Personal Immigration

What is a genuine and subsisting relationship?

If you are a spouse who wishes to join your partner in the UK, who is British or settled, the specified evidence for the relationship requirements set out in Appendix FM, including in relation to the genuine and subsisting relationship requirement, can seem scarce when compared to the financial requirements rules. The latter set out mandatory evidence that must be provided in order to prove that you meet or exceed the minimum threshold.

Section E-ECP.2.6 states that the relationship between the applicant and their partner must be a genuine and subsisting relationship. As an applicant, it can be difficult to determine precisely what this means and in turn, this can make it difficult to determine what type of evidence you may wish to use in your application.

What factors will the Home Office consider when assessing the genuine and subsisting relationship requirement?

The Immigration Directorate Instructions sheds some light on what factors may be taken into consideration when a caseworker assesses if your relationship is genuine and subsisting. Providing letters of correspondence addressed to you and/or your partner at the same address, any financial commitments you share together and evidence that the applicant and/or your partner have visited the other’s home country can be used as evidence in your application.

Case law also provides an insight into what to expect. In Naz (subsisting marriage – standard of proof) [2012] UKUT 40 the Entry Clearance Officer refused the application for the following reasons:

“It is reasonable to expect that in a genuine, subsisting, supporting and affectionate relationship…that there would be significant evidence of regular contact, signs of companionship, emotional support, affection, and abiding interest in each other’s welfare and wellbeing…I am not satisfied that you have genuinely formed a relationship and durable with outward signs of affection and companionship.” – para. 3

This is indicative that communication exchanged between you and your partner can be an important part of your application. However, there are few particularities on how you should communicate or by which means. For instance, in Goudey (subsisting marriage – evidence) Sudan [2012] UKUT 00041 (IAC) it was established that it is not a requirement to have to text your partner.

What does the outcome of Goudey (subsisting marriage – evidence) Sudan [2012] UKUT 00041 (IAC) mean?

In this case, it was deemed that evidence of telephone cards without confirmation on the number being called, was satisfactory.  It was also noted in this case that:

“The judge was therefore imposing his own view of how the parties could reasonably be expected to conduct their relationship as opposed to evaluating the consistent and supported evidence that was before him as to how they actually did.” – para. 10

Having said this, evidence of conversations on facebook messenger, whatsapp or email can often be useful to show that you and your partner are in regular contact with each other, although none of these are mandatory requirements.

What if my marriage did not follow traditional customs?

Customs and traditions of a marriage vary widely across the world.  The Immigration Appeal Tribunal decided in GA (“Subsisting” Marriage) [2006] UKAIT 46 that:

“An Immigration Judge, when assessing the subsistence of a marriage will plainly have to bear in mind the cultural context and the wide differences that exist between individual lifestyles, whether by choice, or by circumstances, or by economic necessity.” – para 14.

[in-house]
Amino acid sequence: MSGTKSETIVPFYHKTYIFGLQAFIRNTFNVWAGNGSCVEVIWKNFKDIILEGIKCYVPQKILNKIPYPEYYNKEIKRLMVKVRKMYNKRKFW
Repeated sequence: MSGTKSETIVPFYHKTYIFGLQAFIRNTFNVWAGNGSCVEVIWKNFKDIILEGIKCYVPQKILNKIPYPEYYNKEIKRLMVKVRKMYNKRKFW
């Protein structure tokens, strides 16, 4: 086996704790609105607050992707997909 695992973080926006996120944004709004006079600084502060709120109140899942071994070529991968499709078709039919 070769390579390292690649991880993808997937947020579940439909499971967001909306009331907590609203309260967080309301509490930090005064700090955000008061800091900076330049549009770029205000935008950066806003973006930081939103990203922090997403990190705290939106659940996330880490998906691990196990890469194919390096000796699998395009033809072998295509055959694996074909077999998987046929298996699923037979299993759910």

Therefore, caseworkers should bear in mind  the uniqueness of each wedding when making decisions. However, there are some limitations to this.

The facts  of TJ (Marriage – Telephone Relationship) Pakistan [2003] UKIAT 167

In this case, the Immigration Appeal Tribunal heard an appeal against the determination of a dismissed appeal of an entry clearance application as a spouse of a British citizen.

The question considered in this case was:

“whether a person who entered into a telephone marriage that is not recognised under English law, and has never met or cohabited with her intended spouse, can be said to have family life for the purpose of Article 8” – para. 1

Article 8 (1) of the European Convention of Human Rights states:

“Everyone has the right to respect for his private and family life, his home and his correspondence.”

Outcome

The appeal was dismissed. It was decided that:

“…dependency requires something more tangible and substantial than the emotions expressed in correspondence between people who have never met – para. 19

It is important to note however that this case was particularly unique, given the fact that the spouse of the Appellant was unable to travel due to a severe medical condition.

What else  do I need to know about my application?

The Immigration Directorate Instructions also provide guidance on factors that may be associated with a relationship that would not be considered genuine. Having few people attend your wedding or its reception and not sharing financial or domestic responsibilities are some of these factors. These examples, however, can sometimes be associated with an arranged marriage that is common amongst some cultures.

Contact our Immigration Barristers

Our immigration barristers regularly assist foreign national Spouses and Civil Partners to relocate to, and settle in, the UK with their British citizen or settled partners. For expert advice and assistance contact our immigration barristers and lawyers on 0203 617 9173 or via our enquiry form below.

SEE HOW OUR IMMIGRATION BARRISTERS CAN HELP YOU

To arrange an initial consultation meeting, call our immigration barristers on 0203 617 9173 or fill out the form below.

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